Breaking bread with Greg Piper

2nd June 2018

Source: Newcastle Herald | By: Scott Bevan | Posted: June 2, 2018

FROM his seat, he has a water view, but Greg Piper is concentrating on the menu at Hughzies’ Lakeside Brasserie in Toronto. Perhaps he is looking for a dish involving kangaroo. But no, he orders crumbed lamb cutlets.

“I’m a kangaroo king, but I don’t eat it,” declares Piper. “Well I don’t not eat it; it doesn’t normally hop onto my plate, so to speak.”  

Anyway, the state Member for Lake Macquarie has had his fill of kangaroo.

Piper has been speaking a lot recently about the kangaroos in the grounds of Morisset Hospital. The roos have become a major tourist attraction, but they can also be a hazard. Visitors have been attacked. Piper raised the issue in parliament and made a video for his website.

As a result, it wasn’t just Morisset’s kangaroos ending up in the spotlight. Piper’s video has had almost 50,000 views, and the parliamentarian has done interviews with media outlets around the globe.  

“I really thought I’d get some local interest, but the international interest has been crazy,” he says.

Those hospital grounds that have been the scene of so much tourist and media interest is somewhere Greg Piper knows very well.

Piper worked at the hospital for more than two decades, and it was where he set off on his journey from psychiatric nurse to politician.

BORN in 1957, Greg Piper spent his first few years in Coffs Harbour, before the family moved to Newcastle. Beyond their backyard in Charlestown was Flaggy Creek and a bush wonderland, where Greg, his older sister and older brother and their friends would play.

“We spent all of our time in the bush in those early years, and so much bush to explore, like the 100-acre wood in Winnie the Pooh; we had our patch and we knew every bit of it,” Piper recalls.

The freedom found in the bush felt distant from the Catholic school education that Greg Piper received. The former St Pius X high school pupil is scathing of the religious system he grew up under. As a student, Piper had no idea of sexual abuse occurring in the diocese.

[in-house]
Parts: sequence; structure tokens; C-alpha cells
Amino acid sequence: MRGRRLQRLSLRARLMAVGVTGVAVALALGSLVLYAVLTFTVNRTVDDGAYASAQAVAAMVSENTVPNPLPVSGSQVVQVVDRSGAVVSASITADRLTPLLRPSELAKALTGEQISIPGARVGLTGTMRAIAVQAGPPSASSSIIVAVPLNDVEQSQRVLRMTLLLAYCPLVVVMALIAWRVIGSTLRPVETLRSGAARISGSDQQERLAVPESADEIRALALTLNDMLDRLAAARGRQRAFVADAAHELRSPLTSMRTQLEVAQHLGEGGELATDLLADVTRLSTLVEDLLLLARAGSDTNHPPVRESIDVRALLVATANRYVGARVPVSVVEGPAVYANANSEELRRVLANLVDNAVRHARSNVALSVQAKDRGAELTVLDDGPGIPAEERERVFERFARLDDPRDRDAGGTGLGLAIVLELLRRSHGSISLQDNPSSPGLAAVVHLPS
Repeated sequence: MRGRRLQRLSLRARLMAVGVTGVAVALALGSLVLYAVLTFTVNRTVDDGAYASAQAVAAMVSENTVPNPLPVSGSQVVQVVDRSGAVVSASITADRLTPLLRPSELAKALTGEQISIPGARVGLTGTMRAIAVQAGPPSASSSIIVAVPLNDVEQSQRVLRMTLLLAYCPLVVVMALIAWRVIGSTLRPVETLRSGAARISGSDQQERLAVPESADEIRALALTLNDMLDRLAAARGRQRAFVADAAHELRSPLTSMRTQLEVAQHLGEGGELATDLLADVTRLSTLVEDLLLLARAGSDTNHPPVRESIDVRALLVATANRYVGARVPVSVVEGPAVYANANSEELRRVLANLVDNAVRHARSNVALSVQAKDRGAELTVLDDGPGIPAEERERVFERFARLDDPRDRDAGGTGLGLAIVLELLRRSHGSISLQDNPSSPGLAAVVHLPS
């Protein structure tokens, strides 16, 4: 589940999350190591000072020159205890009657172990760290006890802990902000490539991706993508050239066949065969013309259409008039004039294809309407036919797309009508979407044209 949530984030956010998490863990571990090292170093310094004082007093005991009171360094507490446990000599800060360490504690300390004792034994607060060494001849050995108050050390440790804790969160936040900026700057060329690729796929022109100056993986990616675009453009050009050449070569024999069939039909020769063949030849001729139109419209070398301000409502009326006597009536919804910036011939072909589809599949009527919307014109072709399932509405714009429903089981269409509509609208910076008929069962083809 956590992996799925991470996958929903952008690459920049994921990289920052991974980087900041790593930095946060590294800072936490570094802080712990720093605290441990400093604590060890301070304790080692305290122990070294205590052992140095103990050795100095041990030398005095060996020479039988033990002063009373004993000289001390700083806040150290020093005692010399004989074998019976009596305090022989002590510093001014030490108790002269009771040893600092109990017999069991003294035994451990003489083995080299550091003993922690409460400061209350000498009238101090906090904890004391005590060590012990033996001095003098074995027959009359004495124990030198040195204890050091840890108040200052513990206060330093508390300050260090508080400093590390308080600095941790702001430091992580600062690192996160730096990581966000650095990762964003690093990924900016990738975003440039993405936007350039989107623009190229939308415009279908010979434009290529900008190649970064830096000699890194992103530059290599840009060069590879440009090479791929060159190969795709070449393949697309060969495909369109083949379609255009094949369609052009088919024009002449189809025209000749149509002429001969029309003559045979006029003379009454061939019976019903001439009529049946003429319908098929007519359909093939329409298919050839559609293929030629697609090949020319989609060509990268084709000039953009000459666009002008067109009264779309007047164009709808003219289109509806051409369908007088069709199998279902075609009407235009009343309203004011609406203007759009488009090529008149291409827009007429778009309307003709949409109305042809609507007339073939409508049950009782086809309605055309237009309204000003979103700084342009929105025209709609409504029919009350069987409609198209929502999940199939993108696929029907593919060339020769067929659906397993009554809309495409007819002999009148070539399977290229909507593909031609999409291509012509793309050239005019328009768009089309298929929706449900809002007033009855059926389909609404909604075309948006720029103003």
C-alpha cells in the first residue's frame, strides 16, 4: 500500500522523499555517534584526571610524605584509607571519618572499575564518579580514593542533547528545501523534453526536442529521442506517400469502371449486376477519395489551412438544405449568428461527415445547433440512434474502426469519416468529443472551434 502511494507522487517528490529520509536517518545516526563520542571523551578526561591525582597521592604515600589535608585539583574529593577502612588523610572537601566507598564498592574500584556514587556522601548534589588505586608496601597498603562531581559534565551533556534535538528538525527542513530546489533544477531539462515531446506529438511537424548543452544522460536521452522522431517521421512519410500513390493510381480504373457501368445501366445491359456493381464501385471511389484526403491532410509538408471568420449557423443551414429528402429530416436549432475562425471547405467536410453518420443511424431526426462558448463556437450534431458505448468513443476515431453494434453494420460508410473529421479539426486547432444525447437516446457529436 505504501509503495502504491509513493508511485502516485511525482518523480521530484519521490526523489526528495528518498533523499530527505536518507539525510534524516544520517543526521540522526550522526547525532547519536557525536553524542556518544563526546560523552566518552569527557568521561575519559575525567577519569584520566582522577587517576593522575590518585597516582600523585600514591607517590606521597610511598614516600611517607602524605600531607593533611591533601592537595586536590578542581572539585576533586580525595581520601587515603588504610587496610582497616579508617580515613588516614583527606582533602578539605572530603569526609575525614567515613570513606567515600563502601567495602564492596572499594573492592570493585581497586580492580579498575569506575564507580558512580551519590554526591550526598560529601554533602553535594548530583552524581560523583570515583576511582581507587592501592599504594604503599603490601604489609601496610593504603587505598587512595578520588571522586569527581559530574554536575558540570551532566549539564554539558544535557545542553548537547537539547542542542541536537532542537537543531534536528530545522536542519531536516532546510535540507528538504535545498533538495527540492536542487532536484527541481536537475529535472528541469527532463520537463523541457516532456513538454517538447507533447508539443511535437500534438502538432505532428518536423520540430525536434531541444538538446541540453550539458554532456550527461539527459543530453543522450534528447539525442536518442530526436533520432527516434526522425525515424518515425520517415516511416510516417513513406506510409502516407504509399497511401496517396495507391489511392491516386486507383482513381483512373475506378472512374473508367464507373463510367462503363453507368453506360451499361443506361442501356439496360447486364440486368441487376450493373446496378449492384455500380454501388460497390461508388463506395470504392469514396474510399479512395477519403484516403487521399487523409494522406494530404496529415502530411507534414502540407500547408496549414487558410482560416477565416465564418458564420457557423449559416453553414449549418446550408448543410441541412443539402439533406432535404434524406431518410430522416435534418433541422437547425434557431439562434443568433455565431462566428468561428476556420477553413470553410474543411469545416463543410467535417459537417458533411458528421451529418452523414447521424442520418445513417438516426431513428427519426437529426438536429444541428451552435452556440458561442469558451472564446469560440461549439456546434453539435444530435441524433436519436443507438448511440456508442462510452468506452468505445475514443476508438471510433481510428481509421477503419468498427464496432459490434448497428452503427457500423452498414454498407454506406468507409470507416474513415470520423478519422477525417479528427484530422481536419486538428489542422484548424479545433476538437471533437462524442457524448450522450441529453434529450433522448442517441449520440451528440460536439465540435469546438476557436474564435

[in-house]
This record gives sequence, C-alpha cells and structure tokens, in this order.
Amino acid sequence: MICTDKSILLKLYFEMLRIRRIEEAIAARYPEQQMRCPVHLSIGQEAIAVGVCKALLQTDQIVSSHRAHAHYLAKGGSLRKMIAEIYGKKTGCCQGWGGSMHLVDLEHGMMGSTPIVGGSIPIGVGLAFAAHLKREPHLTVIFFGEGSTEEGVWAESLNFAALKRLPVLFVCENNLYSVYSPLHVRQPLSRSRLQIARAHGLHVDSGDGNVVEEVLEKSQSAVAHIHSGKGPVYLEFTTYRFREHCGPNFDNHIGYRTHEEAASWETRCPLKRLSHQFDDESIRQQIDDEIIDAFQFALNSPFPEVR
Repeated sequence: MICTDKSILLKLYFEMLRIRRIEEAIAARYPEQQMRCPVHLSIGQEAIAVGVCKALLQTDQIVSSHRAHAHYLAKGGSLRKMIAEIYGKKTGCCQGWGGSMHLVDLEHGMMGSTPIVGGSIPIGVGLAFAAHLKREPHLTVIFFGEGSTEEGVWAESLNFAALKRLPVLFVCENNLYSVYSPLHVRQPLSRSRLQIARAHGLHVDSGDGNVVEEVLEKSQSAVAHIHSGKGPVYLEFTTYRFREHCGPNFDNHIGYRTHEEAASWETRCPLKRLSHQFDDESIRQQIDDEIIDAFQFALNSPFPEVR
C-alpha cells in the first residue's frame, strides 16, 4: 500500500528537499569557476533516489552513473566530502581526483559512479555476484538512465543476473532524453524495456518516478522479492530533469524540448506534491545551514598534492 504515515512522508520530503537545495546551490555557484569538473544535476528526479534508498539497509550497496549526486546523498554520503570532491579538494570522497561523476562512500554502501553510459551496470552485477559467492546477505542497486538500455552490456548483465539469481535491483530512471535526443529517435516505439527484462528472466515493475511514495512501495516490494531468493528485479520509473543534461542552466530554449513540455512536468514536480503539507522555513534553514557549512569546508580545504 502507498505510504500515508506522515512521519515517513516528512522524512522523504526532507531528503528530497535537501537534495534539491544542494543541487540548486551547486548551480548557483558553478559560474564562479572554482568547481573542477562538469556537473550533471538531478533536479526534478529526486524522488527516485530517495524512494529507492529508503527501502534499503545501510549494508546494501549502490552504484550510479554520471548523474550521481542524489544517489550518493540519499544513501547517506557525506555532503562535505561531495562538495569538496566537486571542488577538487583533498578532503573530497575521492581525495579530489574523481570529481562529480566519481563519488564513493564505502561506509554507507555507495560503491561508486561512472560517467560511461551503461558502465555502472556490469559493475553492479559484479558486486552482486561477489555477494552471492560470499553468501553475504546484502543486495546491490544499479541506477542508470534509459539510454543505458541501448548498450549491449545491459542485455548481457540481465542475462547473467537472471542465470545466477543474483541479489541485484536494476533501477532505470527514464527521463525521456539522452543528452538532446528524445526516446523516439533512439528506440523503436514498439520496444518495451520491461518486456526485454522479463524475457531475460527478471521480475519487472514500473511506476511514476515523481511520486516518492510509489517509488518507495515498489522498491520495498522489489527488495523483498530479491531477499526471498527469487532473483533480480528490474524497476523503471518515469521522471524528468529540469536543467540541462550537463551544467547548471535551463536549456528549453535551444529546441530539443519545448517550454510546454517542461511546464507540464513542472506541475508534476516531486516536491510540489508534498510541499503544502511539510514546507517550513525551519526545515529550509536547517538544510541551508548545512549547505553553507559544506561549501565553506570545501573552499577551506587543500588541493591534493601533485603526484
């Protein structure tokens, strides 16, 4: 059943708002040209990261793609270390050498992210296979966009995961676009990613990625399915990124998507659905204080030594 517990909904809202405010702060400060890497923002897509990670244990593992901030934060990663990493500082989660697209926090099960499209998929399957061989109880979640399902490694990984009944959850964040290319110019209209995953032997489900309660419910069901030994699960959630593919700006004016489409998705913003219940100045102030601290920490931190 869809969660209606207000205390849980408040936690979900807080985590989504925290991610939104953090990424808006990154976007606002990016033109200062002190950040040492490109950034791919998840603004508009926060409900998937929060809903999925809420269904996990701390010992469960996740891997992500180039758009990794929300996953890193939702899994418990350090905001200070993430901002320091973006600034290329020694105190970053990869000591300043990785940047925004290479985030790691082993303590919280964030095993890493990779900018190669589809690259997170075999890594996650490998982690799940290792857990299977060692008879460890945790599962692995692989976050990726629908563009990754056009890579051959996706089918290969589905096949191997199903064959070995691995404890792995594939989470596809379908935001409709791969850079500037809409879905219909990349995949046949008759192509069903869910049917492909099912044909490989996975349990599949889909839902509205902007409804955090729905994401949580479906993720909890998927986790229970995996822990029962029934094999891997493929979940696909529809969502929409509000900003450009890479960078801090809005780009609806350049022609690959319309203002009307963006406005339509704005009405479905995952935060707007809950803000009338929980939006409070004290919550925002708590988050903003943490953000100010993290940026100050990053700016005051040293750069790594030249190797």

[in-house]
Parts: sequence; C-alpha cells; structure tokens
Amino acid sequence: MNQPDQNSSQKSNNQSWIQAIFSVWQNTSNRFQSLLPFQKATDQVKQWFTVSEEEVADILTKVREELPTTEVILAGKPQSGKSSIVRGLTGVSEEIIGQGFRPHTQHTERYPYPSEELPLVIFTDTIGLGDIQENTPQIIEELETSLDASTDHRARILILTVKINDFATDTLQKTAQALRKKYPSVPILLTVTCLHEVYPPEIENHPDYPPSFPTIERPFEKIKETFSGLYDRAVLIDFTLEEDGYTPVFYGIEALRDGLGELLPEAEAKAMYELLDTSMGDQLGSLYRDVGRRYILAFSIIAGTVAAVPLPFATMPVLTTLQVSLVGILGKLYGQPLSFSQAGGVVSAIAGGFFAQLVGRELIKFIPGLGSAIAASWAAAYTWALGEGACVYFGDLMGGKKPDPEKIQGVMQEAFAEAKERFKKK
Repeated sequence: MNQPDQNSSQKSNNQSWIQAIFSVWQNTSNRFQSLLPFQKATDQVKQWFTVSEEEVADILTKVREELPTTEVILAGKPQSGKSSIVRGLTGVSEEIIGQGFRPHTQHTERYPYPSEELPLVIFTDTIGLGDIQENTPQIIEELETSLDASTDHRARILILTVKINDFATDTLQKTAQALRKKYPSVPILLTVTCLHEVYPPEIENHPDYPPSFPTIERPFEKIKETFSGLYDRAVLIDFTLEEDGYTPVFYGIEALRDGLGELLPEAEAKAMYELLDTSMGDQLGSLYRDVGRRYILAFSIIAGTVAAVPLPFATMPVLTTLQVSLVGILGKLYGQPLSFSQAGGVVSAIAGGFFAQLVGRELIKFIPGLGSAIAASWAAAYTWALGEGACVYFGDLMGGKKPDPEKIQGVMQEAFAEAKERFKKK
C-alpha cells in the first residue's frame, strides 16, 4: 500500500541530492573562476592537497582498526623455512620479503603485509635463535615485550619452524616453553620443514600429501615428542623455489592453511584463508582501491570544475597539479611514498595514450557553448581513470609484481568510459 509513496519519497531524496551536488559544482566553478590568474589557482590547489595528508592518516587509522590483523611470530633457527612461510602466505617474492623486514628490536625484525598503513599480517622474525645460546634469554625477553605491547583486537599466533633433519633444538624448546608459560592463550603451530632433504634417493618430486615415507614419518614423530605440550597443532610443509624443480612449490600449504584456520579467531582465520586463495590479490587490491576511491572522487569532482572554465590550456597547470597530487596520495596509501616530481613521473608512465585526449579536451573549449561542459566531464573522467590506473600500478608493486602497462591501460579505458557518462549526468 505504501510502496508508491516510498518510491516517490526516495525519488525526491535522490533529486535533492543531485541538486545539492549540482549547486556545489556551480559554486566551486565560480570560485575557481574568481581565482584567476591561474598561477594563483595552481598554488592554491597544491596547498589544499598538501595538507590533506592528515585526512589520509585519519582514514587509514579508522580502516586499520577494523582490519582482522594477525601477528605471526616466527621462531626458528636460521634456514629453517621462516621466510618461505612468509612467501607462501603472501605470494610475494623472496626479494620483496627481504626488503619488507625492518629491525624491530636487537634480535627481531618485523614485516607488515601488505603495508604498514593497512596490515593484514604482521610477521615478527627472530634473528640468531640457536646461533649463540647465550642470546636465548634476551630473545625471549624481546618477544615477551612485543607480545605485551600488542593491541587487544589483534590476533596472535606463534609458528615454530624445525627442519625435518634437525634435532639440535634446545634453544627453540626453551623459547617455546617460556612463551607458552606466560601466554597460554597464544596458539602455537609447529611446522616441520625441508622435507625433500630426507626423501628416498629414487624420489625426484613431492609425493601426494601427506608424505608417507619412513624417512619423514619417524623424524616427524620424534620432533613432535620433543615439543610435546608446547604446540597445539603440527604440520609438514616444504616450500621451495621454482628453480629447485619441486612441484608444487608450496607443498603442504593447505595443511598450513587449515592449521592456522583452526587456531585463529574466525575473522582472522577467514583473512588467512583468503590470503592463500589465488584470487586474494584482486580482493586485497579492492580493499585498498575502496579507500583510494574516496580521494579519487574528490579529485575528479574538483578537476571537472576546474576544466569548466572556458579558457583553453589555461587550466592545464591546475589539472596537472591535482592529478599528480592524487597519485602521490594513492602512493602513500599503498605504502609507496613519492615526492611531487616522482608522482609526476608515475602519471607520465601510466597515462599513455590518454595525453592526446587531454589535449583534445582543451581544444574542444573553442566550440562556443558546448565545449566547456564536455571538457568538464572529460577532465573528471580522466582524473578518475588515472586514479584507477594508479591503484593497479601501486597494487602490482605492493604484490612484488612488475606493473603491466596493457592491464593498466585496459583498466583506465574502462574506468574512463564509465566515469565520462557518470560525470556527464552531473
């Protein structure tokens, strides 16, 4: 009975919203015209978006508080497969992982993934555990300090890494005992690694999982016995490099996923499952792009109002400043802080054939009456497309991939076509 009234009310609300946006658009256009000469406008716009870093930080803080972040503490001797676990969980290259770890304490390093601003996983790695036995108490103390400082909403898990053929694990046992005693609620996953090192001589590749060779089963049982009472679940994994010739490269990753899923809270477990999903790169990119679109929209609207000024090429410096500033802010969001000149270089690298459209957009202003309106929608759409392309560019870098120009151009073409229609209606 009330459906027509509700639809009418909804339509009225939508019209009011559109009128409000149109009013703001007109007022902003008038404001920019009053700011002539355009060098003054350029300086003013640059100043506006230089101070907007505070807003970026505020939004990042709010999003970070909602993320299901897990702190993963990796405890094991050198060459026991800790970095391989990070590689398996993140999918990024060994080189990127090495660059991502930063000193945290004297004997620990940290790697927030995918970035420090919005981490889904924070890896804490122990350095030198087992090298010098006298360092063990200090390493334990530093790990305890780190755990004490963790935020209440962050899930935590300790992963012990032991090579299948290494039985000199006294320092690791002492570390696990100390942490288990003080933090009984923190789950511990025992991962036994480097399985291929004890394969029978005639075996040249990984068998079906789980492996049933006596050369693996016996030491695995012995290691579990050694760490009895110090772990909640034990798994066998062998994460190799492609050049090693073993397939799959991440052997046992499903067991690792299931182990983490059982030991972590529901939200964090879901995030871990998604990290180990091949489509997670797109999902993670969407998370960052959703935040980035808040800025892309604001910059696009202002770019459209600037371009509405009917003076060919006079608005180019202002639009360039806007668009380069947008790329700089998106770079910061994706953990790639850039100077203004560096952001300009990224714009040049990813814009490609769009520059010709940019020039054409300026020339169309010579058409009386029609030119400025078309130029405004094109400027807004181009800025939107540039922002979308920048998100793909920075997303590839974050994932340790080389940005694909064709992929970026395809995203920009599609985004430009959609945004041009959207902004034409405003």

But, he says, “I’m very angry with the established Catholic Church – not with Catholics - who have failed dismally. They still, in my mind, have not done enough to address the damage they did through that very, very black period.”

From his school experience, Piper feels that among the priests and lay teachers were those who were “dispassionate and quite cruel in the way in which they approached discipline … corporal punishment was seen as some kind of an art form”.  

“I rebelled against the hierarchy or the system there. I tend to think it’s because I didn’t respect them. I think I understood the principles of the teaching of Christ … and I think I came to the conclusion this was not what Christ was about.”

That experience “shook my faith”. Piper says he is no longer a Catholic; “Am I Christian? No. Am I religious? No.”

When Piper finished school, the keen surfer (“Redhead became my home break”) thought about chasing waves up the coast but instead worked at the BHP steelworks for a year. He was a labourer, “a fitter’s mate in the coke ovens”.

“As a young bloke, it exposed me to the union movement - I was in the FIA, the Federated Ironworkers’ Association - in a highly charged environment in the workplace there at the time. We spent a lot of time on strike.”